Like the viral vaccine, mRNA vaccines have also been in development and clinical trials for many years.

How well do COVID-19 vaccines work?

The Pfizer vaccine has 95% efficacy. This means that vaccinated people have 95% less chance of infection compared to those unvaccinated. For the Moderna vaccine, it’s 94%. In both cases, this level of protection is reached after two doses.

The Oxford/AstraZeneca vaccine has 62 – 90% efficacy after two doses, depending on the size of the first dose. Although lower than the other vaccines, this is still considered highly protective. For comparison, flu jabs are typically between 40-60% effective.

There’s a lot of discussion about the timing between vaccine doses, with second doses being delayed up to 12 weeks - longer than the dosing schedule that was tested in clinical trials of any vaccine

It’s therefore really important that everyone who has been vaccinated keeps logging their health daily with the ZOE COVID Symptom Study app to monitor the effectiveness of vaccines and the chances of reinfection.

Are COVID-19 vaccines safe?

All three vaccines have been through clinical trials, a rigorous testing process that involves tens of thousands of volunteers. 

In addition, independent experts working for regulators across many different countries have reviewed the data from the trials and agreed that the vaccines are safe and effective for national rollout.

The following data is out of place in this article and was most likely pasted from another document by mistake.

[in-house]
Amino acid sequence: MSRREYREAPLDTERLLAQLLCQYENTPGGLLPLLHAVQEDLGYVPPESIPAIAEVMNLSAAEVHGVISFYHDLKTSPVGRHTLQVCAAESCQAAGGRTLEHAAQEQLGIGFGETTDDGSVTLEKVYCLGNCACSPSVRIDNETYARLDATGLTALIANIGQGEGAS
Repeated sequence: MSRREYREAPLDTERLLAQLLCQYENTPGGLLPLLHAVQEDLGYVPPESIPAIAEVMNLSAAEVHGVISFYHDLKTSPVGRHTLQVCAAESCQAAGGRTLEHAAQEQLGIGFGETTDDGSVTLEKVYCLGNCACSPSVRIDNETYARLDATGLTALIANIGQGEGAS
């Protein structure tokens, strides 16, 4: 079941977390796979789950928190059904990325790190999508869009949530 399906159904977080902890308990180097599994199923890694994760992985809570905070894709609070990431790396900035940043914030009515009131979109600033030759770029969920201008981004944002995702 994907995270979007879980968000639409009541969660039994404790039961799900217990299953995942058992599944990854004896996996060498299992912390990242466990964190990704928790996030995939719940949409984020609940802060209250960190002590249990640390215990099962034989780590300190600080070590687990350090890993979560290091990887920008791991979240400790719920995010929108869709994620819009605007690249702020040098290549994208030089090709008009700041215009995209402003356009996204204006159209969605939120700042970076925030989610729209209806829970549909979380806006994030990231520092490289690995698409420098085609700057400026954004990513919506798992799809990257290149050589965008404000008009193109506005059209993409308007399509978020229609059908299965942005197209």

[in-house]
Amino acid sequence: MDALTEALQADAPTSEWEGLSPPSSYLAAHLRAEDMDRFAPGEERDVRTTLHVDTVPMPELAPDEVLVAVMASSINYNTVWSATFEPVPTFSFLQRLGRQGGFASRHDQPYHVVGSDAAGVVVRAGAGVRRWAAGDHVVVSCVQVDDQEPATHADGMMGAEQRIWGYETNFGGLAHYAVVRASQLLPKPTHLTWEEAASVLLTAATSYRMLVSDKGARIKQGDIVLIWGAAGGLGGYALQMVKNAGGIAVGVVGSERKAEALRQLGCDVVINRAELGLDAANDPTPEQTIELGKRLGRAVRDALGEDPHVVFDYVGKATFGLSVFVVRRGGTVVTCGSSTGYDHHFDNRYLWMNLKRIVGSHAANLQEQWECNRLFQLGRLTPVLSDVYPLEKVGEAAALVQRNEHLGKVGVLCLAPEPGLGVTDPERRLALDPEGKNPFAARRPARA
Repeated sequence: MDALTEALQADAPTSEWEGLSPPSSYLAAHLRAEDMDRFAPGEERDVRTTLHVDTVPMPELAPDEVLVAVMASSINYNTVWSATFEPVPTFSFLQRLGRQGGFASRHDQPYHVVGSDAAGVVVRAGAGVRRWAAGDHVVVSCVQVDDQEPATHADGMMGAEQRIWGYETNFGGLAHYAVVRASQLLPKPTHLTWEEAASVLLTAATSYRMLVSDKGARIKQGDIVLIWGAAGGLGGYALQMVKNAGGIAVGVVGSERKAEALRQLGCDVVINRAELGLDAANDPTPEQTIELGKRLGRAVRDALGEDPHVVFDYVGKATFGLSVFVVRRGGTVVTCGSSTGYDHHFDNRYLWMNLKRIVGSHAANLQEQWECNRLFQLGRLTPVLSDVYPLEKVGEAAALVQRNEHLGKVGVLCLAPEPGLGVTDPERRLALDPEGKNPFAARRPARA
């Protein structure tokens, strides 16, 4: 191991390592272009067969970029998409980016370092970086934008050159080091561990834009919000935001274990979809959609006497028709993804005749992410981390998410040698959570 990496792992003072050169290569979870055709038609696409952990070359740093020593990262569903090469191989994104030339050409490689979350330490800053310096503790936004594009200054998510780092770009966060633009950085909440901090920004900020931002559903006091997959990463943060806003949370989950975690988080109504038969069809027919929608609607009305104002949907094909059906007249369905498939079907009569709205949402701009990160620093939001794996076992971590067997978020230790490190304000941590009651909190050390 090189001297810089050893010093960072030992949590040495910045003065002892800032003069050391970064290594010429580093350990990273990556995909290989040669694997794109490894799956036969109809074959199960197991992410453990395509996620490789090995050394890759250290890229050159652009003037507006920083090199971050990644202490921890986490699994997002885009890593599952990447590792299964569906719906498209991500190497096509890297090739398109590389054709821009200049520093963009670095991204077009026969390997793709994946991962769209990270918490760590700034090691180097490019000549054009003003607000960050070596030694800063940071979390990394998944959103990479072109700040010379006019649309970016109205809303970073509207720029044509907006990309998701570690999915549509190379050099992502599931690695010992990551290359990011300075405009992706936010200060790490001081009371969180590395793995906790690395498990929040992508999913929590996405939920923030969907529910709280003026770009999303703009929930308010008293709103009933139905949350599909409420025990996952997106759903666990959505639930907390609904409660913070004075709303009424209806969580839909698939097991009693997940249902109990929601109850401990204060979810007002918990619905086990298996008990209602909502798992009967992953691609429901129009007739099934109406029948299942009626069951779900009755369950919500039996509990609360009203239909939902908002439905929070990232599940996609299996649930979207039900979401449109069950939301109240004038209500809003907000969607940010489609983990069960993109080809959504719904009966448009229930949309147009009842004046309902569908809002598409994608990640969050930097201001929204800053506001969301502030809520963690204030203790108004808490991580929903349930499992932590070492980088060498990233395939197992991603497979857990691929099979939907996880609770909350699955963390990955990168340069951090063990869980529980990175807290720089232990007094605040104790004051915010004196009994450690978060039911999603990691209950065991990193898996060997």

We also have to balance the small unknown risks of a new vaccine against the harms that already exist from COVID-19, which has currently killed more than 2 million people worldwide, and left countless more with serious long term health issues.

You can find out more about vaccine safety by watching our recent expert webinar: Are COVID-19 vaccines really safe?

Which COVID-19 vaccine will I get?

As all of the vaccines have been shown to be safe and effective, the advice for most people is that you should accept whichever one you are offered. Once you’re vaccinated, not only will you be protecting yourself, but also your loved ones and the wider community. 

We do know that the Pfizer/BioNTech vaccine may not be suitable for people with severe allergies.  If you have allergies or other underlying health conditions that might affect whether you can have a vaccine, you should talk to your GP or the vaccination team. 

When will I get a COVID-19 vaccine?

When you receive the vaccine depends on your age, health and job. Priority groups in the UK include those living in care homes and people working on the front line in health and care professions. 

More information about the rollout and when you are likely to be called for your vaccine can be found on the Gov.uk website

What should I do when I get a COVID-19 vaccine?

We need to gather as much data as we can about the impact and any after effects of COVID-19 vaccines to support the rollout and help end the pandemic. 

If you’re not already using it, download the ZOE COVID Symptom Study app and use it to record your COVID-19 vaccine, followed by daily health reports to help us monitor the after effects and impact of vaccination.  You can also register a profile and log reports on behalf of elderly relatives who may not be able to use the app themselves. 

This will be the largest independent community-led COVID vaccine study in the world, providing vital information to ensure public safety and help end the pandemic.

Together we’ll get through this. Stay safe and keep logging.